Into The Abyss
Eleanor Morganâ€™s The Dreamer Fish
Mysterious and destitute spaces that exist beyond tangible human experience have long provided fertile allegorical ground for artists. Eleanor Morgan tackles the mythology of the deep sea — a near vacant, sunless, impenetrable place, and one of its most precarious inhabitants in her solo exhibition, The Dreamer Fish. Morganâ€™s fresh, uninhibited and youthful curiosity illuminates the interdisciplinary work that composes this show.
Immediately upon entering a darkened front room at the gallery we are confronted with a small yet disturbing sculptural replica of a dreamer fish filled with packing tape. Recovered off the coast of British Columbia a few years ago, the fish had reportedly mistaken the tape for food and swallowed it completely. Dreamer Fish, like Morganâ€™s previous work, Spider Drawing, from the group exhibition Hurry Slowly, explores our desire to connect with animals. Morgan feels that â€œwe can only understand the animal as a metaphor for our own behavior, so there is a constant attempt and failure to connect.â€ The vulgarity of the dreamer fishâ€™s appearance is momentarily overshadowed by the realization that the role of the pest has shifted from sticky creature to human. Our role and responsibility in the delicate choreography of nature becomes apparent at this point and helps set the tone for the rest of the exhibit.
Because life is so scarce near the bottom of the ocean, fish need to be properly adapted to capture the limited stock of prey that swim their way. The Dreamer has a bioluminescent lure linked to a pole-like protrusion that extends from its forehead. The shape of the lures is highly detailed and helps scientists to identify a particular specimen. In capturing this phenomena Morgan has created thirty-two beautiful drawings, each rendering one variety of lure belonging to the various species of dreamer fish. Every drawing has been carefully etched into an MDF wood panel that was initially painted white with a black overlay. Her reductionist technique adds an unusual sense of depth and dimension. The free organic forms restricted to a dark square plane reiterate Morganâ€™s notion of a constant connection deficit.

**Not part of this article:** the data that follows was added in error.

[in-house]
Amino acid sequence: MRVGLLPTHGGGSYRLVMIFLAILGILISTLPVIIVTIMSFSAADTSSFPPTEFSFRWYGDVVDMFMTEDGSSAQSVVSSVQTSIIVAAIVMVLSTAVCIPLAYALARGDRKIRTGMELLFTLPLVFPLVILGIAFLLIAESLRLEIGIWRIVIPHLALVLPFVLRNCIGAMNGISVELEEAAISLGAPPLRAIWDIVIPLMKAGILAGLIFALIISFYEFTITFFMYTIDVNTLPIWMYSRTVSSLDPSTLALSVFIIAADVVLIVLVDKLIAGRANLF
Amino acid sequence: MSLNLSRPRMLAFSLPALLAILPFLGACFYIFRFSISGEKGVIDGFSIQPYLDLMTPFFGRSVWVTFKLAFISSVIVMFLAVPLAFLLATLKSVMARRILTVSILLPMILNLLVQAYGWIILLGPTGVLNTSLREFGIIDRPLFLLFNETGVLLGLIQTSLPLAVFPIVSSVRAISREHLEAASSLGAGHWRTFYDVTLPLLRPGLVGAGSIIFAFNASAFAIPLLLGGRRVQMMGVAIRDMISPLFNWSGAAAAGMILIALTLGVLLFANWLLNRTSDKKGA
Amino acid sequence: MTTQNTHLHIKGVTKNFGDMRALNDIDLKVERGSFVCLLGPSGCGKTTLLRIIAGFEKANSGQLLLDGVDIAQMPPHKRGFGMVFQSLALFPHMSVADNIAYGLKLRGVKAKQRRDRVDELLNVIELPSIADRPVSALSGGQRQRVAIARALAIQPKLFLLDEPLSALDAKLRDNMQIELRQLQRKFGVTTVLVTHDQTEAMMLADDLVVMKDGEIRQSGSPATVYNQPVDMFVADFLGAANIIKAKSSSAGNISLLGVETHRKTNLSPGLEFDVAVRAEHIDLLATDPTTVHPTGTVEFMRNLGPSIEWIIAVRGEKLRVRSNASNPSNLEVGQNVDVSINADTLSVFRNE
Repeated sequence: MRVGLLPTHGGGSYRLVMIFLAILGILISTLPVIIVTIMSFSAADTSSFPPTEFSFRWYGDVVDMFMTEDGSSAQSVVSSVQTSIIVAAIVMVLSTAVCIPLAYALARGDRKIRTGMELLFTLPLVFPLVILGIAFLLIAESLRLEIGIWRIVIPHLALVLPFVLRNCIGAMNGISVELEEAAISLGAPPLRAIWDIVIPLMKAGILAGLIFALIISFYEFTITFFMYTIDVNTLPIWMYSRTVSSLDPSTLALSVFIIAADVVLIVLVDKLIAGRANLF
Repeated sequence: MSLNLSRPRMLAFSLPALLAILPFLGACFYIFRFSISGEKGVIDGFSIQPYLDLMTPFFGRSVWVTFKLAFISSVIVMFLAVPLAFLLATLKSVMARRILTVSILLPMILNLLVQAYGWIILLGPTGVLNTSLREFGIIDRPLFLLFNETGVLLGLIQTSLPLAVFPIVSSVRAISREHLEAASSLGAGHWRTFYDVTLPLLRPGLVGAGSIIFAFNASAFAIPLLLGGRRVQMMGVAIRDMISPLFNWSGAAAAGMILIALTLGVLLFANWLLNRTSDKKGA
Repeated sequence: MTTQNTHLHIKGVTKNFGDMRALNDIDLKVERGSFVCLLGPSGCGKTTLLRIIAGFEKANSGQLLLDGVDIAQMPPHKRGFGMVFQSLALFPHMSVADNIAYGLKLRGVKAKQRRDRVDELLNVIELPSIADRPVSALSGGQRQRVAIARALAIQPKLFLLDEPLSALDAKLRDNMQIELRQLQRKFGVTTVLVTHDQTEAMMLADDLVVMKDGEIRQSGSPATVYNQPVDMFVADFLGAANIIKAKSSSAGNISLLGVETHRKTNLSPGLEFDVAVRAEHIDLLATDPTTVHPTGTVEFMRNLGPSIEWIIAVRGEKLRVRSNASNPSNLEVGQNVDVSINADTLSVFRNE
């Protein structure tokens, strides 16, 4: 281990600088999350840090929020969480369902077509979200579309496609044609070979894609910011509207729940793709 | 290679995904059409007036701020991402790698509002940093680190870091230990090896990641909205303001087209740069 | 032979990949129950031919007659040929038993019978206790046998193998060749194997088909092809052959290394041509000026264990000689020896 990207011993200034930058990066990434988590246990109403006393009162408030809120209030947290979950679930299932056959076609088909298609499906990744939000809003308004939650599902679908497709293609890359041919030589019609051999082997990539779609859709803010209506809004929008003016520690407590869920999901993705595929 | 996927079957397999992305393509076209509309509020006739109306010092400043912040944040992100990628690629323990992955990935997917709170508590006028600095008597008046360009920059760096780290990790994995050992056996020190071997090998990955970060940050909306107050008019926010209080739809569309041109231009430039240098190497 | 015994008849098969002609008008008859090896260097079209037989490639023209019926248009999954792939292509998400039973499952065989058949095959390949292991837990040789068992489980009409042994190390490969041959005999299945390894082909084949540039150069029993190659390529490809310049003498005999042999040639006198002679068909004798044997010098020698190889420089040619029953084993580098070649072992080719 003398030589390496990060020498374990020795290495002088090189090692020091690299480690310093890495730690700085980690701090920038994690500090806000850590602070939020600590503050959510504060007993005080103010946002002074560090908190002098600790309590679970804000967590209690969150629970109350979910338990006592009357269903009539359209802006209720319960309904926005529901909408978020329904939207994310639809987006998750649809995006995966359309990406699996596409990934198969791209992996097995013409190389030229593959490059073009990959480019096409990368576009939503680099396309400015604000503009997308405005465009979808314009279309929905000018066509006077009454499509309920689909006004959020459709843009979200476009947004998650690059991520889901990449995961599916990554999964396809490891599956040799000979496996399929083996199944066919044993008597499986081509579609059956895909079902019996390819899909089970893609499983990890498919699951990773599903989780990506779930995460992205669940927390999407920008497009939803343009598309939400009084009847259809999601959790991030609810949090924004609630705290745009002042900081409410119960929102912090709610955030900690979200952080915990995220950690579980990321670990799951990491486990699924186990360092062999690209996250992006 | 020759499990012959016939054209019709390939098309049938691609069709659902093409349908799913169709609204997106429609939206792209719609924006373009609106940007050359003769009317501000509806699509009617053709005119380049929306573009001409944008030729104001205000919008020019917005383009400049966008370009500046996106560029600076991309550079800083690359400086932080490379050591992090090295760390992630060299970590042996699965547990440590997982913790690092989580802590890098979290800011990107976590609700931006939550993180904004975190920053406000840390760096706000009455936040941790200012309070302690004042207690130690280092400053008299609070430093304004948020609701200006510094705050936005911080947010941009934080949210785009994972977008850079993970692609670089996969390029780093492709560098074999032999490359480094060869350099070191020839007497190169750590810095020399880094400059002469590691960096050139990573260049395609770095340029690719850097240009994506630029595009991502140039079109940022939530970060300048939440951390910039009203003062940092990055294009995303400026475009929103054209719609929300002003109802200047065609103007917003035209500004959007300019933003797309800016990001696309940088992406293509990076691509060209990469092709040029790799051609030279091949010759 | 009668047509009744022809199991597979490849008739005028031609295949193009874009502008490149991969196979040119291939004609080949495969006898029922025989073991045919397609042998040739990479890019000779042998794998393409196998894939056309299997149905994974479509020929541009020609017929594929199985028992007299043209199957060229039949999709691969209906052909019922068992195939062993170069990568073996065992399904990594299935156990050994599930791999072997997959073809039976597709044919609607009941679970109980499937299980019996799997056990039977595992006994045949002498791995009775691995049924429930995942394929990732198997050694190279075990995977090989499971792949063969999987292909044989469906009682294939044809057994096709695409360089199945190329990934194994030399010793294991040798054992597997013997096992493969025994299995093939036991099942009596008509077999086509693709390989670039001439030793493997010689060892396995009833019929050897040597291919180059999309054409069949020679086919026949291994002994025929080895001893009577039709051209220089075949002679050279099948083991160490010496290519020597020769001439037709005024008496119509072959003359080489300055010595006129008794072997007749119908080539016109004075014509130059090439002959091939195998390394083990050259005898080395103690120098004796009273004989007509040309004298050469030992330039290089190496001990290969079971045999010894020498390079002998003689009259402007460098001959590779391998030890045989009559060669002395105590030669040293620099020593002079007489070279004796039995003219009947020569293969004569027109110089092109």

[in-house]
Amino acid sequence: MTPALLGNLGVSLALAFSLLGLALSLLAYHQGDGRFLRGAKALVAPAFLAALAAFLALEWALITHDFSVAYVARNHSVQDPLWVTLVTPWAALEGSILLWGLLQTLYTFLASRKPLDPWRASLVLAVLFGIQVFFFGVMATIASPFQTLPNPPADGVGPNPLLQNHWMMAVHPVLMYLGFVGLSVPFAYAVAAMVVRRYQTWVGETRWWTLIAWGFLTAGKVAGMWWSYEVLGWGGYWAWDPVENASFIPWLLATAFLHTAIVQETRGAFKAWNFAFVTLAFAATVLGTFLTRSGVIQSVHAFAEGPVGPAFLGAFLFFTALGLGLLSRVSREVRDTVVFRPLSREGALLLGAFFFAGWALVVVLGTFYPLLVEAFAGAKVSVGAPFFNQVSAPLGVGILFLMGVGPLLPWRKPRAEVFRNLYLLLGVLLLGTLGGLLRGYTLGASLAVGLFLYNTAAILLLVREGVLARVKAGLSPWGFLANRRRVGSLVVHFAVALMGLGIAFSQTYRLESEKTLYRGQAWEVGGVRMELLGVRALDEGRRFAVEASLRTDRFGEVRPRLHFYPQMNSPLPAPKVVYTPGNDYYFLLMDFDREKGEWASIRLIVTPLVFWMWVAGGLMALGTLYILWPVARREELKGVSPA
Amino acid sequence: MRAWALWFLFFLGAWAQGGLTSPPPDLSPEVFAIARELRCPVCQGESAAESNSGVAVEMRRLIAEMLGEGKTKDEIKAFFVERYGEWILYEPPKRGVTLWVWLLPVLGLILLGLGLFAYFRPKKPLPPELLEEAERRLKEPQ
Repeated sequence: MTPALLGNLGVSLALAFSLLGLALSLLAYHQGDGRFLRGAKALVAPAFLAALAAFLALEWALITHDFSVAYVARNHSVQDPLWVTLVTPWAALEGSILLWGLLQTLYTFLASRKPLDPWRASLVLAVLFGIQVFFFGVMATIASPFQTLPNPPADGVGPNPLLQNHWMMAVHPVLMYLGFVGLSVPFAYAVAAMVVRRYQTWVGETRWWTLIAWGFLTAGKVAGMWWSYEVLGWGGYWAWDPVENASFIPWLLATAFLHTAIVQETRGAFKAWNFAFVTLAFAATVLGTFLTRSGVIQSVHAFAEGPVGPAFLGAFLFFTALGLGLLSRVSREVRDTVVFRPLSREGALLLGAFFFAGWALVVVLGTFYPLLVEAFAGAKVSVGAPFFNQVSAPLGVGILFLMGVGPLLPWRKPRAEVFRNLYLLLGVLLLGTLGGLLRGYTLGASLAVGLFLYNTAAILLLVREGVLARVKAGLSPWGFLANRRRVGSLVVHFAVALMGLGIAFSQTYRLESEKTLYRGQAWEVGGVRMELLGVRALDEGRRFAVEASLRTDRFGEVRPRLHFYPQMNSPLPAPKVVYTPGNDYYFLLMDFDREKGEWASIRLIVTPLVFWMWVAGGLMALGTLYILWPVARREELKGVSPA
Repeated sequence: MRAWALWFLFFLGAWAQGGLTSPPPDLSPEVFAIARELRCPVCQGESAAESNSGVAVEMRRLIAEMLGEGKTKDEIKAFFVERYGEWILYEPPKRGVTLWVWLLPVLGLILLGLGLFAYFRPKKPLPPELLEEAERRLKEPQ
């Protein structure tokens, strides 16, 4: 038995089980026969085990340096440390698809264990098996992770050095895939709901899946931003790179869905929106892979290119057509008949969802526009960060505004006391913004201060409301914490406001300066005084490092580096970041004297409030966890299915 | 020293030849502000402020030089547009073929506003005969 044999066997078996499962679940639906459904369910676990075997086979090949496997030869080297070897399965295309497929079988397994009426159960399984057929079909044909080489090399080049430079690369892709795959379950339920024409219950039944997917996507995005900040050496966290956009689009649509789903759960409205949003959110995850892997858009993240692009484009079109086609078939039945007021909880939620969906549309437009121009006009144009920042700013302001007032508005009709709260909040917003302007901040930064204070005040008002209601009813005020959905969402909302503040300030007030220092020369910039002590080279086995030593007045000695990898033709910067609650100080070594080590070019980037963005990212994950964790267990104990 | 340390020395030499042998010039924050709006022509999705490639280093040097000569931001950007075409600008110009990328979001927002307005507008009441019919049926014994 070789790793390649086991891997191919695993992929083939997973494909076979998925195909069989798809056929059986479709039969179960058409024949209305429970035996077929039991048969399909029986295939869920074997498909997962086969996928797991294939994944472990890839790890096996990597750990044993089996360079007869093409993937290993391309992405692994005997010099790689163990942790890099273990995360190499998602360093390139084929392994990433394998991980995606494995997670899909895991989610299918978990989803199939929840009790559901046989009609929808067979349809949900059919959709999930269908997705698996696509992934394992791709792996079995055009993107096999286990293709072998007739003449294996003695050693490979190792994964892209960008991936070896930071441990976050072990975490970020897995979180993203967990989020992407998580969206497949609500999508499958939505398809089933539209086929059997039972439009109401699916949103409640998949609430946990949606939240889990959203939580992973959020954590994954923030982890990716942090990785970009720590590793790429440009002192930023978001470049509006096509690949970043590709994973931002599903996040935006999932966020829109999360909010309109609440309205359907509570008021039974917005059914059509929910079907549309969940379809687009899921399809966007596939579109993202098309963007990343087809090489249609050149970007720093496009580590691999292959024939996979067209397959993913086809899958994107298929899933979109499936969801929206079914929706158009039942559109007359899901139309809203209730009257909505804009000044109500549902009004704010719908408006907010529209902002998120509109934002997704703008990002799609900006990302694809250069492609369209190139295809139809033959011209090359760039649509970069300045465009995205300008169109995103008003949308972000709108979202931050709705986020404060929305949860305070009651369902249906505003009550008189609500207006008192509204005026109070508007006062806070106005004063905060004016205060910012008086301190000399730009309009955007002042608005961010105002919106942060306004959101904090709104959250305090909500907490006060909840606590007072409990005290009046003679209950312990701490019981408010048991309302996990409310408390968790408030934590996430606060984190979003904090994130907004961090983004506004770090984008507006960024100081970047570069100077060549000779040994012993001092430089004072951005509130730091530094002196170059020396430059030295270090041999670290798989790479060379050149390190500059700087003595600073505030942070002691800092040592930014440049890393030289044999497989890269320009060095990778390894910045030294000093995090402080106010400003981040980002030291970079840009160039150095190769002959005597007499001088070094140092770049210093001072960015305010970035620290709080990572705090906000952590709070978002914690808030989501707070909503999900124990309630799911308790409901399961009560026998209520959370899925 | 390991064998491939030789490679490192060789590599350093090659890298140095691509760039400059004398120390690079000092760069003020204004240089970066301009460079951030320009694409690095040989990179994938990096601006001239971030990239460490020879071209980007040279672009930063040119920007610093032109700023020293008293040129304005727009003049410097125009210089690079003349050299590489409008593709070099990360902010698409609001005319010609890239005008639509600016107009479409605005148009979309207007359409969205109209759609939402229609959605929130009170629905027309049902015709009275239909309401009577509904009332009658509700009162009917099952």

When observing contemporary art, it is often extremely difficult to repress ones tactile sense. Morgan remedies this common frustration by including an interactive sculpture that offers the possibility to experience life as a dreamer fish. Essentially, the piece consists of a thin, wooden helmet suspended from the ceiling by rope. A pole and blinking, glow-in-the dark lure are attached, making the helmet cleverly reminiscent of a simulation one might find in a science museum. This intentionally pathetic object designed to make its inhabitants look â€œa bit like an idiot (or perhaps feel like an idiot)â€ repeats once again the idea of failed connection. Morgan muses, â€œwe are just left with ourselves (alone) wearing a little light calling out.â€
A six-minute documentary short completes the exhibition. The work features Ted Pietch, an eccentric character who waxes philosophic about the reproductive habits of the dreamer. Pietch holds the title of what I imagine can only belong to an exclusive coterie: Professor/ Curator of Fish.
Morganâ€™s work generates a rare form of emotional intimacy by exposing its viewerâ€™s vulnerability towards failure. This show will pleasantly haunt your mind for weeks to come.
The Dreamer Fish runs until April 16th, 2005 at the Or Gallery